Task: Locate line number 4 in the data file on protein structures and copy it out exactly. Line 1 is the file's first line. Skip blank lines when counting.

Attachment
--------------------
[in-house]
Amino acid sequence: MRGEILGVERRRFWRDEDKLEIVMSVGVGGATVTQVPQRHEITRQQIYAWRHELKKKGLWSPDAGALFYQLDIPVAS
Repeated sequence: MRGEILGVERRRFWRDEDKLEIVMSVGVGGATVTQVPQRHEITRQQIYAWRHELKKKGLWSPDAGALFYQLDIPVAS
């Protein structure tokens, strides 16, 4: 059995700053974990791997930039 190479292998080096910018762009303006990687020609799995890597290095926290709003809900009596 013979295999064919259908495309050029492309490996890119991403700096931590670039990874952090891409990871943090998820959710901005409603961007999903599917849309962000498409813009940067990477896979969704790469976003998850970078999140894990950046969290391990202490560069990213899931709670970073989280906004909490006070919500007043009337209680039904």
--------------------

């Protein structure tokens, strides 16, 4: 059995700053974990791997930039 190479292998080096910018762009303006990687020609799995890597290095926290709003809900009596 013979295999064919259908495309050029492309490996890119991403700096931590670039990874952090891409990871943090998820959710901005409603961007999903599917849309962000498409813009940067990477896979969704790469976003998850970078999140894990950046969290391990202490560069990213899931709670970073989280906004909490006070919500007043009337209680039904």